Generally speaking, money helps mental health. In the 2022 CES, “excellent or “very good” mental health was reported by 36.8% of Americans making less than $40,000 a year but 60.7% of Americans making more than $150,000 a year. This is not the whole story, however. Once again, marriage is associated with elevated mental health at every level of annual income. 

Marriage has a similar effect on well-being across levels of educational attainment. Married people are approximately 16% more likely than unmarried people to describe their mental health as “excellent” or “very good” within every category of formal education.

Church-going is also a key factor. Political scientist Ryan Burge has convincingly shown that “as religious attendance goes up, the likelihood of mental illness goes down.” The figure above confirms this basic relationship but adds something more: married people have considerably better mental health than non-married people independent of how frequently they go to church. 

Few institutions in American society exert equal effects across the country’s vast racial divides. Yet in terms of mental health, marriage does. As the above figure illustrates, the mental health gap between married and unmarried is 19.8% among whites, 14.6% among African Americans, 21.3% among Hispanics, 16.3% among Asian Americans, and 20.9% among members of other racial groups. 

According to sociologist Musa al-Gharbi, “the well-being gap between liberals and conservatives is one of the most robust patterns in social science research.” The ideological asymmetry in well-being was also present in the CES, where 37.8% of liberals and 59.9% of conservatives said their mental health was “excellent” or “very good.” Despite these baseline differences, the “marriage advantage” apparently applies to people across the political spectrum. In fact, marriage gaps in mental health were larger than 10% within each ideologicaly-defined category. Here, it’s also important to note that conservatives are markedly more likely to be married than liberals (59.3% to 35.1%). If liberals and conservatives were married at equal rates, it would likely cut the overall mental health gap between liberals and conservatives by roughly half.

Finally, the same basic story can be told about parenthood. Regardless of how many children a person has, marriage is associated with significantly better mental health.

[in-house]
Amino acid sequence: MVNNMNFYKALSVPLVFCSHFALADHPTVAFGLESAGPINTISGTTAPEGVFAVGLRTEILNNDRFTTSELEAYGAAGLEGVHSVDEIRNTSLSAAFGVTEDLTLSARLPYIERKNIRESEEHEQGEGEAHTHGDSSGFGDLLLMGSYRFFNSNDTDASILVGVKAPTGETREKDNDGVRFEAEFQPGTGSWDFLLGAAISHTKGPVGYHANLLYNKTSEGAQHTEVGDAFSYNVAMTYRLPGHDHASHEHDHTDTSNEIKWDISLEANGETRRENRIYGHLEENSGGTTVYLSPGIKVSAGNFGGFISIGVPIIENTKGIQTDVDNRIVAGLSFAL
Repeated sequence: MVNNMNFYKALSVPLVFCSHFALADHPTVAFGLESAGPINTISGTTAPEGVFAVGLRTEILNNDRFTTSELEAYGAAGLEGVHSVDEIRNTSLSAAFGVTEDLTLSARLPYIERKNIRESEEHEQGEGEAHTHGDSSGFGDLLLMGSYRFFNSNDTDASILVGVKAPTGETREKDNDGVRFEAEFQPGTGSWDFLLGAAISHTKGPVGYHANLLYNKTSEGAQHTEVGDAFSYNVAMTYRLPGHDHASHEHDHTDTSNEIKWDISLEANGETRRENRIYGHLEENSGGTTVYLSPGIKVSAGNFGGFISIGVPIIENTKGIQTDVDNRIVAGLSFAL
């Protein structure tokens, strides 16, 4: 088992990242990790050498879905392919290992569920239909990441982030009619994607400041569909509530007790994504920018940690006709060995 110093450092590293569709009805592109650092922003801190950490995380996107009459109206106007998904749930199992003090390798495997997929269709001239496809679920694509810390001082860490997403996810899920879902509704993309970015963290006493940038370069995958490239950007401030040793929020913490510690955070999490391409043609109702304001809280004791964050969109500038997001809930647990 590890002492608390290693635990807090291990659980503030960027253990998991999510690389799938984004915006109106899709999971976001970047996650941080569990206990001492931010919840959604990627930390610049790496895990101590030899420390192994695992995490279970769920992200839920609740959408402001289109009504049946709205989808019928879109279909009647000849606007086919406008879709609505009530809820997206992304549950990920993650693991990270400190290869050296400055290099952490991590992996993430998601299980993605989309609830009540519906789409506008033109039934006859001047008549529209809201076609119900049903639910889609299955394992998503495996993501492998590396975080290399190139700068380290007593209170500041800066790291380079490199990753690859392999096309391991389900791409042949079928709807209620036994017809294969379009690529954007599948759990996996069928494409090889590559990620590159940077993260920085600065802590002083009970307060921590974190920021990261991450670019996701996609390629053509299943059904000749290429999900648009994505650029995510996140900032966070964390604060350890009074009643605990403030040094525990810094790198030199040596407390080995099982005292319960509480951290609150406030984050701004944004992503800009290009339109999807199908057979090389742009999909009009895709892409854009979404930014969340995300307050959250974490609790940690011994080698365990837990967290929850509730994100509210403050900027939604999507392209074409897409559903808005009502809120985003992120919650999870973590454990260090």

The Marriage Advantage

The “marriage advantage” for mental health is invariant with respect to gender, age, education, income, church attendance, race, political ideology, and parental status. The size of this “advantage” within groups is typically large and, with a few small exceptions, remains statistically significant even in a multivariate analysis incorporating a full range of controls.1

This analysis, of course, cannot tell us whether marriage-based differences in mental health are caused by marriage itself or simple self-selection. It also cannot tell us which aspects of matrimony are responsible for producing marriage’s mental health benefits. In his new book, Get Married, for example, Brad Wilcox notes that “marriage is the best defense against loneliness.” Unfortunately, we cannot say how much of the mental health boost experienced by married people is a result of this companionship.  

It can tell us, however, that marriage and mental health are intimately linked for all Americans, regardless of their demographic profile. It also suggests that an America with more marriage would be an America with more overall well-being. 

Kevin Wallsten is a professor in the Department of Political Science at California State University, Long Beach. 

1. I ran an OLS regression model predicting mental health based on each of the individual-level attributes mentioned above (as well as employment status and urbanicity) and their interactions with marital status. The significance of the marginal effects associated with interaction terms in a model such as this is far more important and revealing than the significance of the interaction terms alone. Using this approach, all but three of the relationships detailed above (among Asian Americans, among members of “other” racial groups and among members of the Silent Generation) were significant after the addition of statistical controls.